Not Making the Grade

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Protests erupted across India this week over allegations of widespread corruption involving the country’s national medical entrance exam, a scandal that has prompted calls for accountability on the issue of youth unemployment, the South China Morning Post reported.

Allegations of cheating and test leaks arose after the June 4 results revealed unusually high scores in the National Eligibility Cum Entrance Exam Test – Undergraduate (NEET-UG), prompting concerns over exam integrity and fairness.

More than two million students compete annually for 110,000 spots to study medicine, with 60,000 in state universities and the rest in private colleges.

Students and parents have filed numerous court petitions, citing paper leaks and flawed questions. Activists highlighted the urgent need for a thorough investigation and a fair do-over, emphasizing the impact on 2.4 million students preparing for a career in medicine.

The Supreme Court has urged the government and National Testing Agency (NTA), which handles the exam, to address these demands.

Initially, the NTA denied any allegations of cheating, but later canceled scores for some students and scheduled a do-over for June 23. Police also detained a number of people in the states of Gujarat and Bihar over exam fraud.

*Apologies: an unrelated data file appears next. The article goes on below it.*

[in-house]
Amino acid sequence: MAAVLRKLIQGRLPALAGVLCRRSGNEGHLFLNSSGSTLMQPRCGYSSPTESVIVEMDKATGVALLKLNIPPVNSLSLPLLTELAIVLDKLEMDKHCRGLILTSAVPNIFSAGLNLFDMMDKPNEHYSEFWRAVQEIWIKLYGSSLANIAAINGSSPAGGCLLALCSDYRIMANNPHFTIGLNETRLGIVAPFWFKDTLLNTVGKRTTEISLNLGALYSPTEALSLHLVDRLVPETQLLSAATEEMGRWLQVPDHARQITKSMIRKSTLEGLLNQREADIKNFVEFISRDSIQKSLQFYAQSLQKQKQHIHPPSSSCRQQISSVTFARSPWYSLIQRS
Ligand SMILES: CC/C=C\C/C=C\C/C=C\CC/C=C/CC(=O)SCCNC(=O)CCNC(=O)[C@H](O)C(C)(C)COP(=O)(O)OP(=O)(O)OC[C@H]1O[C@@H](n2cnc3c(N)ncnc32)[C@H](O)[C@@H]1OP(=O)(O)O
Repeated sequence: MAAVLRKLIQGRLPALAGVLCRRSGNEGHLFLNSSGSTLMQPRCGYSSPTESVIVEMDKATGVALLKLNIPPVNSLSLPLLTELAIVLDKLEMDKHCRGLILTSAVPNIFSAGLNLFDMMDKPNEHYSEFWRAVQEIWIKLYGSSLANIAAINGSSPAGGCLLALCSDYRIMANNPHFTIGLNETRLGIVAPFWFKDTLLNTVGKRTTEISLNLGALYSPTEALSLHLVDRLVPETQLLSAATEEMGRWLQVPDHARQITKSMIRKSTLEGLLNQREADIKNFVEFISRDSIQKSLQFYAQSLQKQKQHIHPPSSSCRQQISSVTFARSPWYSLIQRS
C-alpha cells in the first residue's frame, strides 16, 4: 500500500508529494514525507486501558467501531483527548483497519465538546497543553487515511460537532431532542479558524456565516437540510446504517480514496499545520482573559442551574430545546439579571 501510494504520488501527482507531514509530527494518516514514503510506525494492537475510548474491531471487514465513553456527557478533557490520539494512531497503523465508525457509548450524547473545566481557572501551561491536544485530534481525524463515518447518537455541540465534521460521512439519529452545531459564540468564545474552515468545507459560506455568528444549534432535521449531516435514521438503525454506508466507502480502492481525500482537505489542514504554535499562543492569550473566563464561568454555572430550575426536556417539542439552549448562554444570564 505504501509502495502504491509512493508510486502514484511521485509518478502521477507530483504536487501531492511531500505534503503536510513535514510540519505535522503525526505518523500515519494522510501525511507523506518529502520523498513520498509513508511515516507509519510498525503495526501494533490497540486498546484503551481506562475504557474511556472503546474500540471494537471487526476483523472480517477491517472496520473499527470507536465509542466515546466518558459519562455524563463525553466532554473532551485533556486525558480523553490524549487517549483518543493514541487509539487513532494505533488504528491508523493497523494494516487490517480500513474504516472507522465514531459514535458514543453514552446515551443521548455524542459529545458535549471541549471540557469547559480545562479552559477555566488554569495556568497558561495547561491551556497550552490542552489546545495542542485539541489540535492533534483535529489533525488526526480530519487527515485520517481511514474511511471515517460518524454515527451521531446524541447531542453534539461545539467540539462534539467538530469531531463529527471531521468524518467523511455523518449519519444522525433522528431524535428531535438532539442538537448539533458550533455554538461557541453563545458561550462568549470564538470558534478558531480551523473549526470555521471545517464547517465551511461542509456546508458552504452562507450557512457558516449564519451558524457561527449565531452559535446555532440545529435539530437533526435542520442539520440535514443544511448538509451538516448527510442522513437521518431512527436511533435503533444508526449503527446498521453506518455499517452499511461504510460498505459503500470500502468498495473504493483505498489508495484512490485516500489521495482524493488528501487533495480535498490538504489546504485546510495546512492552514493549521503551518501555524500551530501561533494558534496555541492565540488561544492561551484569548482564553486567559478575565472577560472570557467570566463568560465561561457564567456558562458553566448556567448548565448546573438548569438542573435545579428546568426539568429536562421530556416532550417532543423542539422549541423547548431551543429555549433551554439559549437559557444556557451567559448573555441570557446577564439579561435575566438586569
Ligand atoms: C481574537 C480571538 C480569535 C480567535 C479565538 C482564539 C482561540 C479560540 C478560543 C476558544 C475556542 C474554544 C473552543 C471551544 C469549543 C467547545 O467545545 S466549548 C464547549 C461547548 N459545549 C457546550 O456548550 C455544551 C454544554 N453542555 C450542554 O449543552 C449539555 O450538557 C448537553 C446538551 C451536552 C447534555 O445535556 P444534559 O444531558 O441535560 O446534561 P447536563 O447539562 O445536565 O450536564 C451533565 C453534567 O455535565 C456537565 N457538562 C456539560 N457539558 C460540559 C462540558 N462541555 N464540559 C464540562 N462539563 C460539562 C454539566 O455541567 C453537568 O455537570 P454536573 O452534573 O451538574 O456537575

The scandal puts increasing pressure on Prime Minister Narendra Modi, who secured a third term in office after this month’s general elections that were overshadowed by issues such as inequality, unemployment and joblessness. Modi’s Bharatiya Janata Party otherwise lost its majority in parliament, with Modi only able to remain in office by forming a coalition government with other parties.

Opposition parties have seized on the scandal to criticize Modi for ruining the country’s education and recruitment system, as well as worsening youth unemployment, according to the Times of India.

India’s rapid economic growth contrasts with its struggle to generate sufficient jobs: Despite India’s official unemployment rate falling to 3.2 percent in 2023, joblessness remains highest among educated youth between the ages of 15 to 29. The 2024 India Employment Report noted a decline in youth labor force participation from 54 percent in 2000 to 42 percent.

Amid the controversy, the Ministry of Education has dismissed the opposition’s allegations and announced the cancellation of another entrance exam, due to compromised integrity. Even so, Indian activists are calling for a revised exam process to prevent future irregularities.

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